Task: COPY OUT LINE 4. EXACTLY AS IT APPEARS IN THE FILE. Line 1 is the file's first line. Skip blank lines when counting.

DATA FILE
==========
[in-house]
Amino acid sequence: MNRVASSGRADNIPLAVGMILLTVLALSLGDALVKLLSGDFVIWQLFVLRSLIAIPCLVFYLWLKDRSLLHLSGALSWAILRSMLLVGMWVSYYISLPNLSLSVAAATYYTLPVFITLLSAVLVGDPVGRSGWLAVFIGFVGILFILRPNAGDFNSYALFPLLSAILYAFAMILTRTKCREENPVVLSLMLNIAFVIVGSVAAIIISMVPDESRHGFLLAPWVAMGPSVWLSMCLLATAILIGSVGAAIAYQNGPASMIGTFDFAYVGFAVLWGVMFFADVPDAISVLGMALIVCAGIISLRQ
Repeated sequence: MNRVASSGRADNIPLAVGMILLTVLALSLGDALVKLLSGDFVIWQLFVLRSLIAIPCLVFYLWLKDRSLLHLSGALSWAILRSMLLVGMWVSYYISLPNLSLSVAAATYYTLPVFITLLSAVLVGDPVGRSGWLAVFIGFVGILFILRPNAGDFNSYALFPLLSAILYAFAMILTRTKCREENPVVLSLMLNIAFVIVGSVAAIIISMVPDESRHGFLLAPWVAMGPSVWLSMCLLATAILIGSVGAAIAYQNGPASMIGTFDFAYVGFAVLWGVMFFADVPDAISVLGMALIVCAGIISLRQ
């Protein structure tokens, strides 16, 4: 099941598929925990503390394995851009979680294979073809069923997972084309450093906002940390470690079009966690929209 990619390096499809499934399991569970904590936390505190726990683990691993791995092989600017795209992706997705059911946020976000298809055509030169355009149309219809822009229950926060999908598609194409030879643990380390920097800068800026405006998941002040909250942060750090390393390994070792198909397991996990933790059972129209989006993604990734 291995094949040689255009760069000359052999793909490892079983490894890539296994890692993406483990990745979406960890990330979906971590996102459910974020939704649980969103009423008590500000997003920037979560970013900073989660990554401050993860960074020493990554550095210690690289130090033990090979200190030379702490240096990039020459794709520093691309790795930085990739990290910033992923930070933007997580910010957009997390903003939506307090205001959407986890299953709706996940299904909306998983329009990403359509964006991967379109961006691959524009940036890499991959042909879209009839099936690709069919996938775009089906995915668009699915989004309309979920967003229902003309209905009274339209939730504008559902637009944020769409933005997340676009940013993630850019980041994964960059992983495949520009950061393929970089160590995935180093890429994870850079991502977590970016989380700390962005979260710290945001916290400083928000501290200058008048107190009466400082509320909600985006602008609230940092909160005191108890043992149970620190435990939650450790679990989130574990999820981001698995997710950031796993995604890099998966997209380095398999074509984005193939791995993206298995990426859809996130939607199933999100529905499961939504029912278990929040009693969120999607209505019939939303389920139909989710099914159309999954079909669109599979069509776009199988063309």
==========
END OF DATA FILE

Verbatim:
């Protein structure tokens, strides 16, 4: 099941598929925990503390394995851009979680294979073809069923997972084309450093906002940390470690079009966690929209 990619390096499809499934399991569970904590936390505190726990683990691993791995092989600017795209992706997705059911946020976000298809055509030169355009149309219809822009229950926060999908598609194409030879643990380390920097800068800026405006998941002040909250942060750090390393390994070792198909397991996990933790059972129209989006993604990734 291995094949040689255009760069000359052999793909490892079983490894890539296994890692993406483990990745979406960890990330979906971590996102459910974020939704649980969103009423008590500000997003920037979560970013900073989660990554401050993860960074020493990554550095210690690289130090033990090979200190030379702490240096990039020459794709520093691309790795930085990739990290910033992923930070933007997580910010957009997390903003939506307090205001959407986890299953709706996940299904909306998983329009990403359509964006991967379109961006691959524009940036890499991959042909879209009839099936690709069919996938775009089906995915668009699915989004309309979920967003229902003309209905009274339209939730504008559902637009944020769409933005997340676009940013993630850019980041994964960059992983495949520009950061393929970089160590995935180093890429994870850079991502977590970016989380700390962005979260710290945001916290400083928000501290200058008048107190009466400082509320909600985006602008609230940092909160005191108890043992149970620190435990939650450790679990989130574990999820981001698995997710950031796993995604890099998966997209380095398999074509984005193939791995993206298995990426859809996130939607199933999100529905499961939504029912278990929040009693969120999607209505019939939303389920139909989710099914159309999954079909669109599979069509776009199988063309």